But, the best thing is for you to try it yourself. Maybe you can find a Brethren member near you who will let you come by and taste the food off of a pellet smoker. That way you can tell for yourself.

HarleyGirl14226 06-30-2011 10:54 PM

We use a MAK and I think we get the smoke flavor no problem - it's just not a heavy smoke. And the smoke ring is there, there's no denying it. And we love the consistency that comes with our MAK, which allows for some sleep!

Hub 07-01-2011 06:14 AM

What it boils down to is your personal taste for smokiness in your meat. If you want/need heavy smoke you won't be happy with a pellet cooker. Good pellet cookers, fueled with good quality cooking pellets produce excellent smoke at low temperatures, but not intense, acrid smoke. This goes well if you like to taste a BALANCED combination of the meat flavor, the spicing (rub, sauce, injection, mop, etc.) and the cooking method (smoking).

I've had the exact meat, prepared exactly the same way, then cooked in an FEC100 and a Jambo side-by-side. No significant differences at all.

Major Point: If you get a pellet cooker, take your time learning it and adapt your recipes and methods to its strong points. This takes a little time but is really fun learning because you get to eat your tests! If you do this, you'll be loving the reliability and ease of cooking maintenance pellet cookers provide. If, on the other hand, you have to have heavy smoke, you'll either need charcoal and chunks or a stick burner.

GreenDrake 07-01-2011 07:56 AM

Pellets burn cleaner, pretty simple. It's food grade wood pellet, no creosote taste. The majority of pellets, aside from gourmet pure pellets are made from a base of the most prevalent pellet from their region. Traegers are mostly alder in the northwest. I get outstanding flavor from mine all the time. Smoker bias and brand bashing are common in bbq, we all know that. It helps people deal with cognitive dissonance.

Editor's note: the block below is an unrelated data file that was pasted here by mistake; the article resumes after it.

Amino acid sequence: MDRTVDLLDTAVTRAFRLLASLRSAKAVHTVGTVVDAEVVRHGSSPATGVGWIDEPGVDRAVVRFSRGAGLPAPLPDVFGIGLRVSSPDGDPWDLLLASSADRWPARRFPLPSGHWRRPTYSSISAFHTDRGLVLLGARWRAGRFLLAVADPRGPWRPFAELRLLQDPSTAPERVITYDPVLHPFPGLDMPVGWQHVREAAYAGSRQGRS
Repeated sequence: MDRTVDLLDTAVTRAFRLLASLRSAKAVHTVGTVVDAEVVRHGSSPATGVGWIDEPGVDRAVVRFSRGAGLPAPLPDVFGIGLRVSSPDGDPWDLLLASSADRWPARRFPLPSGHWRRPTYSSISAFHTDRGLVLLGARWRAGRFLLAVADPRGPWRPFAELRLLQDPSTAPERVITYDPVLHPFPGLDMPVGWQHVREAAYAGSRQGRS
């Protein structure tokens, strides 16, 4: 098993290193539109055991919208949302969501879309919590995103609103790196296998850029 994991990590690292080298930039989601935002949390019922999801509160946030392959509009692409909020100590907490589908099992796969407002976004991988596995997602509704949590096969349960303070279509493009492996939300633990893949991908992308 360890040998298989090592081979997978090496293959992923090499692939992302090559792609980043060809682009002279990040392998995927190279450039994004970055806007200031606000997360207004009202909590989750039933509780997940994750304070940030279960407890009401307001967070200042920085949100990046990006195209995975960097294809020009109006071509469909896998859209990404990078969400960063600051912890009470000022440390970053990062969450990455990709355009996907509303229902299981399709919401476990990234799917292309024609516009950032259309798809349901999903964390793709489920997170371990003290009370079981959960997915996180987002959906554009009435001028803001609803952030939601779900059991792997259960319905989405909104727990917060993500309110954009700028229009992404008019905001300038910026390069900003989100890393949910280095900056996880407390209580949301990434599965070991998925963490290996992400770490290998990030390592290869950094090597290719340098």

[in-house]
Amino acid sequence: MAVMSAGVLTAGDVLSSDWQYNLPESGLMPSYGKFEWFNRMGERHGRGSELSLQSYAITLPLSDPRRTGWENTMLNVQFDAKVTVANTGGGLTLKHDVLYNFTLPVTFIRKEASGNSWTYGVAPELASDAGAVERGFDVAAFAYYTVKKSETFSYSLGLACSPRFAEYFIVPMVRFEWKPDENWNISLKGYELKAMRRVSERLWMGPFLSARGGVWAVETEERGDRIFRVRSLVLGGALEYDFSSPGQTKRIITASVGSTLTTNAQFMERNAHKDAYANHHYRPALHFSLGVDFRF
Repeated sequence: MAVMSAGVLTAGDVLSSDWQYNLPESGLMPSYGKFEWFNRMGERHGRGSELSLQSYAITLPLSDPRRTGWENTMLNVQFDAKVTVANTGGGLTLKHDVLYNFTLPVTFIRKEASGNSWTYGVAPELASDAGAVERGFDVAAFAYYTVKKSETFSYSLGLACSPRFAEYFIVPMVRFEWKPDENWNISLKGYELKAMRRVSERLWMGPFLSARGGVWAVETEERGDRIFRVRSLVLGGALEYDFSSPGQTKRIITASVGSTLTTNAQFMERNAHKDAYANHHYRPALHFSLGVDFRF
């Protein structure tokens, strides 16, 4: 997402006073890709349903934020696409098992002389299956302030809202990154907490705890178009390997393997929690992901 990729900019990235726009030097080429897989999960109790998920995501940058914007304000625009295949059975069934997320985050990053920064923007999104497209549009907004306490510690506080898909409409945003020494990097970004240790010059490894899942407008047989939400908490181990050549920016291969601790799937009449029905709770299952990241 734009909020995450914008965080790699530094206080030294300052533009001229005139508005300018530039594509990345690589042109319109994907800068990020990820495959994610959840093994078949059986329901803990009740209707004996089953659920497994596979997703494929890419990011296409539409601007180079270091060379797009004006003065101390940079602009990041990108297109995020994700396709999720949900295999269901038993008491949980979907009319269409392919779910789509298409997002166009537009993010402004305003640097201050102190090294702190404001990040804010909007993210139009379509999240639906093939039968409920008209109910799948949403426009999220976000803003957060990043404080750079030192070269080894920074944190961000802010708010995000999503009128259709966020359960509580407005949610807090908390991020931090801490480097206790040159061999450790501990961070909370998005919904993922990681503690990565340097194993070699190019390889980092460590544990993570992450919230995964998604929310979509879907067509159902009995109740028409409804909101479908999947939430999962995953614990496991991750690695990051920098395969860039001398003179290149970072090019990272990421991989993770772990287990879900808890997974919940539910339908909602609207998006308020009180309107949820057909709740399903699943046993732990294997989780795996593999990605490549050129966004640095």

qnbiker 07-01-2011 10:47 AM

I had pulled pork from a pellet pooper (catered) the same weekend I cooked a couple of butts on my WSM using hickory chunks. Hard to compare since I don't know how it was prepared (rub, injection?), but mine definitely had more smoke flavor. Not better, just different.

The_Kapn 07-01-2011 02:10 PM

1 Attachment(s)
I know that smoke ring has nothing in the world to do with smoke flavor.

But, here is a brisket cooked for my son in early June on my FEC100.

It was "dry" but that was my fault and I fixed it before vacumn sucking. :-D


Haltech 07-03-2011 11:00 PM

All you need you need to do is add a few large cans, with charcoal and wood chunks in it.. toss it on the bottom the fec and sit back. You will be surprised how much more flavor comes through,

SmokeHouse Blues 06-15-2013 12:35 PM

Haltech, I just bought a used FEC100 pellet smoker. I've been cooking on a Lang 60 for years and have developed a consistent flavor profile I like for my pulled pork. My first cook on the FEC 100 was disappointing. I love the ease of use, but the flavor was nowhere near what I get on my Lang. You posted about putting cans of charcoal and wood chunks in the bottom which improved flavor. Would you mind elaborating on that some? How many cans and what size? Any other help would be appreciated.

gmag 06-15-2013 12:47 PM

Just put a piece of wood on the top edge of the firepot. It should help.

jasonjax 06-15-2013 03:30 PM

I lovesors my FEC-100. I also wanted the ability if i so chose to get some additional smoke flavor into my product.

I made the easiest addition of all time and put a little expanded metal on the firebox using the existing screws. I have zero-point-zero-zero metal working skills and I was able to cut it with my dremmel.

Here's what it looks like. Similar modifications can likely be made to most pellet poopers if you want some extra smoke or you can always use a smoke box, foil pouch etc.